Sportage boot has a wide opening aperture and a low loading height. Rubber mats are a great addition.

Space and versatility are of paramount importance in modern compact SUVs/crossovers: seats need to fold flat, the luggage bay needs to be capacious, Isofix child-seat mounting points are a must and plenty of room must be availed to front and rear passengers – and these requirements are reflected in these vehicles' exterior dimensions. The Renault Kadjar is the smallest car here, but upon closer inspection, there is little to choose between the rivals. The Kadjar is 37 mm shorter than the longest (Tiguan) and 19 mm narrower than the widest (Sportage). In height and wheelbase dimensions the Kadjar loses out by 53 mm and 31 mm respectively. The Renault does have the most ground clearance at 200 mm, 28 mm more than the lowest vehicle here – the Tucson.

Tucson boot looks identical to that of the Sportage, except it is claimed to be 20-litres bigger!

This results in the Kadjar having the smallest luggage bay of the lot at (a claimed) 370 litres, whereas the others have visibly larger loading bays: Sportage – 466 litres, Tucson – 488 litres and Tiguan – 520 litres. The Sportage and Tucson have very square boot openings that make it easy to load bigger objects and their boot lips are nice and low too. The Sportage and Tiguan have electric tailgates, which take the effort out of closing the rear hatches/assist shorter people that might struggle to reach the handles. The Sportage’s tailgate motion is particularly slow, it needs to be noted.

Tiguan has a floorboard that can be lowered to give the boot more depth

Rear passenger space is excellent in each of these contenders, even the Renault, which appears to have sacrificed a modicum of boot space for improved back seat comfort. However, the Korean pair holds the edge here: they offer reclining rear seats (with multiple levels of adjustability) as well as additional ventilation vents for the aft passengers. If you want to fold the rear seats down, all the SUVs have a one-lever release system to flatten out the utility space.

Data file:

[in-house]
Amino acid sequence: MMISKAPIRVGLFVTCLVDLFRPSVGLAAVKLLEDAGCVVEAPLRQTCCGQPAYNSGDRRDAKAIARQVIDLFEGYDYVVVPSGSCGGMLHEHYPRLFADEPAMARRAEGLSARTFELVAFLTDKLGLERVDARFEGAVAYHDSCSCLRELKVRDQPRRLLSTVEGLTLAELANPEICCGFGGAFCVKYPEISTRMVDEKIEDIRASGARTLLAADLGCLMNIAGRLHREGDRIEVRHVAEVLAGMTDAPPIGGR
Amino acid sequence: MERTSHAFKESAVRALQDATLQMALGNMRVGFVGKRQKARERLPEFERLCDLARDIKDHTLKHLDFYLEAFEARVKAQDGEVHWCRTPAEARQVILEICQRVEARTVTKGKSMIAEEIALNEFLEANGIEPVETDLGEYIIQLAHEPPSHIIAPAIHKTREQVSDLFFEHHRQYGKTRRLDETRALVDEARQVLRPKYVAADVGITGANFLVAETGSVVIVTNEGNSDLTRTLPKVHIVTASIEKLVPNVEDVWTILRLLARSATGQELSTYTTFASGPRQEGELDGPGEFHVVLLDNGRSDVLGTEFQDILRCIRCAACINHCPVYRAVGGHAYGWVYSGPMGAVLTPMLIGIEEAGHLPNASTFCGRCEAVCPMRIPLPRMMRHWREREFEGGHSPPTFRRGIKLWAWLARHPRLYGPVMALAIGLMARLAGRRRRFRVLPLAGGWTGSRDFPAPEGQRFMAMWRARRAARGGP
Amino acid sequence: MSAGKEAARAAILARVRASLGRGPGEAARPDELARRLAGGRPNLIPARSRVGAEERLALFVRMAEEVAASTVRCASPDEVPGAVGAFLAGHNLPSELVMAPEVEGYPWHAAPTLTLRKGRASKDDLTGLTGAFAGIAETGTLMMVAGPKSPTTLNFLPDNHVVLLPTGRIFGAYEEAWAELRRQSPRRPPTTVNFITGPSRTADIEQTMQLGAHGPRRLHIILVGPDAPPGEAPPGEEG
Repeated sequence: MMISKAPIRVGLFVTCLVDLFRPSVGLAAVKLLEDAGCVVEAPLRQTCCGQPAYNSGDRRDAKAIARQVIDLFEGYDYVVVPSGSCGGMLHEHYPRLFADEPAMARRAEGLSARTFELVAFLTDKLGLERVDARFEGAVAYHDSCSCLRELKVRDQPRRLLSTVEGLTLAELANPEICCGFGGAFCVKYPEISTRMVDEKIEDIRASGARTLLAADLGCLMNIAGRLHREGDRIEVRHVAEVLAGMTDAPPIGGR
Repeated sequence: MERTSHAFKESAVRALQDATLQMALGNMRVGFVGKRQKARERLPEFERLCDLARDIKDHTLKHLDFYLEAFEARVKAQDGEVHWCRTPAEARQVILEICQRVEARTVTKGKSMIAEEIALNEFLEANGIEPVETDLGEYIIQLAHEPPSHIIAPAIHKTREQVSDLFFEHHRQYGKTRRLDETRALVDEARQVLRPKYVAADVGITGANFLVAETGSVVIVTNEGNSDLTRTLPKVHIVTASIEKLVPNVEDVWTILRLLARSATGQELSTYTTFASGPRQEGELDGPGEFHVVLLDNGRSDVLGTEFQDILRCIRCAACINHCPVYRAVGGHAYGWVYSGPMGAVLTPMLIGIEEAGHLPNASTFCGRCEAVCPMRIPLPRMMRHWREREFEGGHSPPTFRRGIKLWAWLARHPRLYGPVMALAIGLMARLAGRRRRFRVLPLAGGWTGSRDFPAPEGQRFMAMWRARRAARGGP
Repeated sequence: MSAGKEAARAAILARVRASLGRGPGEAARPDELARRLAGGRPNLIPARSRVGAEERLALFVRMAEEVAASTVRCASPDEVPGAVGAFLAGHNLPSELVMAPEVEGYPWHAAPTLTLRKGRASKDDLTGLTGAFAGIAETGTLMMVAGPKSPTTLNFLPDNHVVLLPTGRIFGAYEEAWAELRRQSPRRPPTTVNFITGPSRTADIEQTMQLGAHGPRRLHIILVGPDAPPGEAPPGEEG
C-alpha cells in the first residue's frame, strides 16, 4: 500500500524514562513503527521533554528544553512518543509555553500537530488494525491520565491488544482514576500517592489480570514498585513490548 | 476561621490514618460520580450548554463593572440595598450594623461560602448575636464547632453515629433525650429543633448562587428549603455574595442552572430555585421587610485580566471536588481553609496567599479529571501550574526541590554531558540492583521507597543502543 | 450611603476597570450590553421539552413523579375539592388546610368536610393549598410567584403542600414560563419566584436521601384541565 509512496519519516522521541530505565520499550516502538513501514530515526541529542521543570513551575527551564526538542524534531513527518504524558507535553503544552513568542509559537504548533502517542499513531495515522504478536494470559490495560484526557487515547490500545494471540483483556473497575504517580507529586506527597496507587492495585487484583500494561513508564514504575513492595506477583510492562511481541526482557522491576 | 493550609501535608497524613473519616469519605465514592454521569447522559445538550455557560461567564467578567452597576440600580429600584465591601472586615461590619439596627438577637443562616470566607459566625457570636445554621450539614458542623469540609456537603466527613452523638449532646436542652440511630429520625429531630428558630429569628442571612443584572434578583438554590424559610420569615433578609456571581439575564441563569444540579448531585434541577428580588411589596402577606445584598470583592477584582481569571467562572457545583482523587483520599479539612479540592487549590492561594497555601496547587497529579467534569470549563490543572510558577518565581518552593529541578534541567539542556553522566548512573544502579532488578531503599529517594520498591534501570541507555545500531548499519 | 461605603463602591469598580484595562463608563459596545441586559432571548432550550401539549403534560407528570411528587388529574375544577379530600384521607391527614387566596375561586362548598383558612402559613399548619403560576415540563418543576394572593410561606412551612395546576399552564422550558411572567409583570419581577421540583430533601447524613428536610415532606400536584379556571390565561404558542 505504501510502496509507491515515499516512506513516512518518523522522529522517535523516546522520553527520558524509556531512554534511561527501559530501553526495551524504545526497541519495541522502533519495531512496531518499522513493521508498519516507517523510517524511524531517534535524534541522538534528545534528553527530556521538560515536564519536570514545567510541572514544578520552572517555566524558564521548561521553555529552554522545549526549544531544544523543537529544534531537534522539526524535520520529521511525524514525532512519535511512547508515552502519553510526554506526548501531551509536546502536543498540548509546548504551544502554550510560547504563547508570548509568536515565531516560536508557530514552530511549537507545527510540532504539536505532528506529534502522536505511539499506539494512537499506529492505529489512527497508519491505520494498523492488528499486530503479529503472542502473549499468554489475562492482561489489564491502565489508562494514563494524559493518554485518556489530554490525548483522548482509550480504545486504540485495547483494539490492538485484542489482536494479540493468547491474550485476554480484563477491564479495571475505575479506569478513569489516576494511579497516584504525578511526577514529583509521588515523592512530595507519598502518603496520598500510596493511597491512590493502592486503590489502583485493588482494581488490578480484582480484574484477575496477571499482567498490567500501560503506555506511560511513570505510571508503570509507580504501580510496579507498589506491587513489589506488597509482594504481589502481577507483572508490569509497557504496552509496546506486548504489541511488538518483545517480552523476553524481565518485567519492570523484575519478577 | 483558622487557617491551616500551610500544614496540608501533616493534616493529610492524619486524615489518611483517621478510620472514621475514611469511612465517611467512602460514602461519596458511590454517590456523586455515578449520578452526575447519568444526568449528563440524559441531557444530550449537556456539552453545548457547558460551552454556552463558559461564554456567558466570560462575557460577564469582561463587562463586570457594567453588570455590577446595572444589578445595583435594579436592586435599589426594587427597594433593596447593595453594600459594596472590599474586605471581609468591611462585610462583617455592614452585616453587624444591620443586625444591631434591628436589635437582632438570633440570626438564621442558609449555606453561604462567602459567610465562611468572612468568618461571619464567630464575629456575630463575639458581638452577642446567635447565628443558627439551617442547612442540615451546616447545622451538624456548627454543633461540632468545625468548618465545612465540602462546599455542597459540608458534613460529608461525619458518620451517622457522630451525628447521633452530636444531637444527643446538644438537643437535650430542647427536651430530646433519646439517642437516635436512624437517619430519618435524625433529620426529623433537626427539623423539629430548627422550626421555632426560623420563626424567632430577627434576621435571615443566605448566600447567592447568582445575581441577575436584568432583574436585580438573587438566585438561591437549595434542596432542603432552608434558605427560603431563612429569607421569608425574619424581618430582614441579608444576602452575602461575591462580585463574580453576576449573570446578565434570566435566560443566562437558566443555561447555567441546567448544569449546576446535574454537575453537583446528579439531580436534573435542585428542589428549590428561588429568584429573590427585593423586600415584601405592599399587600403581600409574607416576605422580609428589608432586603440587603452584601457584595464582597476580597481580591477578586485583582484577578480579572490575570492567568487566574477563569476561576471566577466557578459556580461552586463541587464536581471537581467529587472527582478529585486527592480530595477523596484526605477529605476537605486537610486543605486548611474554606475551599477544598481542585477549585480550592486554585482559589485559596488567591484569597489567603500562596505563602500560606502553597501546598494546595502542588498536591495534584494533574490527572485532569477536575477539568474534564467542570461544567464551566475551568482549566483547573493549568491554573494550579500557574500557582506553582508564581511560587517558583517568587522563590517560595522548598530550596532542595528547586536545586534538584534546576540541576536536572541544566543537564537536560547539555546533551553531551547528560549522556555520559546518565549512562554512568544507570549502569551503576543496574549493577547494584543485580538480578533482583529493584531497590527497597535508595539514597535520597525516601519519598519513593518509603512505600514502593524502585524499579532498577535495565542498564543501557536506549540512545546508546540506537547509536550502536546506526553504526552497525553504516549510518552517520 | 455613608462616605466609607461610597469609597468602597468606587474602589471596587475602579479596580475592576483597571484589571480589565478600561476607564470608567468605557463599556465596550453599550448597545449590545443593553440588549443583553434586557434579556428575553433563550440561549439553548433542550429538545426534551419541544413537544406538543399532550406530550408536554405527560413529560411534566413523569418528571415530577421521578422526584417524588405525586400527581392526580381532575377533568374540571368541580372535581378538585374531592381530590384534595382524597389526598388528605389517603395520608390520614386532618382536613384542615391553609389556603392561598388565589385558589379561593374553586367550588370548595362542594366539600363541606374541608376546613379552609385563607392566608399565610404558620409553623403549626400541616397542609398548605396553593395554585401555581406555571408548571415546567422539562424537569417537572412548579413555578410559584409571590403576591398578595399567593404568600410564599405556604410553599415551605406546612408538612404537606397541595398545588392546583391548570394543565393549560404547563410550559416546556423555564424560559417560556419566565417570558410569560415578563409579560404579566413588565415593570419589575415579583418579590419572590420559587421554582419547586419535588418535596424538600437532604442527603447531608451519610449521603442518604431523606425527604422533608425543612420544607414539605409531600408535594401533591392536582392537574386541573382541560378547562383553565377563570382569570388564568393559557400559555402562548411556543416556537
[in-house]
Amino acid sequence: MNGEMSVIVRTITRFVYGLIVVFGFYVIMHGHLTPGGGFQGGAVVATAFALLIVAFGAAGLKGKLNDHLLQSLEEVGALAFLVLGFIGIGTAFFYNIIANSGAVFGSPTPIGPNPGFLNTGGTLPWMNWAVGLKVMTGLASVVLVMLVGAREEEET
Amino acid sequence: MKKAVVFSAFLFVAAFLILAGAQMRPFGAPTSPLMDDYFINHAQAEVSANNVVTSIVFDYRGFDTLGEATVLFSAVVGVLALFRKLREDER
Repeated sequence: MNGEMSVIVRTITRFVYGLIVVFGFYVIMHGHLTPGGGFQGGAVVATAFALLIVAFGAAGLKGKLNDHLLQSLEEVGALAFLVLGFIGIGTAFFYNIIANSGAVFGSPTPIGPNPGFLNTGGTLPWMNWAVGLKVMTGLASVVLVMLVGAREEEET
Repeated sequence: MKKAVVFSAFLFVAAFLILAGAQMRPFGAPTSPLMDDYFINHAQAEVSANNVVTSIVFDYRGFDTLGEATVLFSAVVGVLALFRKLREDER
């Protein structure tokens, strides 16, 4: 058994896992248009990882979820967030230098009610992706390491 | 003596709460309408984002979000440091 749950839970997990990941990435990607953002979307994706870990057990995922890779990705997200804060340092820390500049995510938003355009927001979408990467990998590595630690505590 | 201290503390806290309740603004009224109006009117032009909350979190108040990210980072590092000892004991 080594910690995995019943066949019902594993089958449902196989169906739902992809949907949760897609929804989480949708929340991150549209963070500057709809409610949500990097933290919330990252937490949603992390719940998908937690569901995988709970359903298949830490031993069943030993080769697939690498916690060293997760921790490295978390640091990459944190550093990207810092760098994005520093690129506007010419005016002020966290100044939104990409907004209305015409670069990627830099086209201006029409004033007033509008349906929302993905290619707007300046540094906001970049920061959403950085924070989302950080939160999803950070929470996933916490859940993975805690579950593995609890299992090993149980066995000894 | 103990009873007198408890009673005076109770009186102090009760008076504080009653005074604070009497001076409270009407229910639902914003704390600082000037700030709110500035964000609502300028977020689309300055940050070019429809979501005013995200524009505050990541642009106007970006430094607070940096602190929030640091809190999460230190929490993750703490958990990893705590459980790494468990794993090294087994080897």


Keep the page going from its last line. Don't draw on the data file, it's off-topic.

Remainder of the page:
Kadjar has a narrower boot opening and its's higher off the ground than the others but, the load area is nice and square

Result: Korean cars favour rear passenger comfort due to reclining seats; Tiguan has best luggage space; Kadjar best suited for couples with small kids.

Ride quality?

The Hyundai and Kia ride on the same, new-for-2016 platform; the Tiguan uses the tried and tested MQB platform that forms the base of the Volkswagen Golf and Audi A3 (corrected) – to name just a few; the Kadjar has a 2-year-old Nissan Qashqai platform that we have praised in the past for its comfort and sure-footedness.

The Tucson and Sportage are both vastly improved over their predecessors, especially in the handling department. The Tucson’s ride is excellent as it crests speed bumps with nothing more than a polite squash of the suspension. There is no thudding/jarring and it’s the same when you get it out of the city and into the hills – the suspension remains composed over varying surfaces. The Sportage feels much the same although one can’t help but feel that the Kia's ride quality is a little bit more pliant and resolved than the Hyundai's... it’s a small notch above the Tucson when it comes to absorbing road imperfections.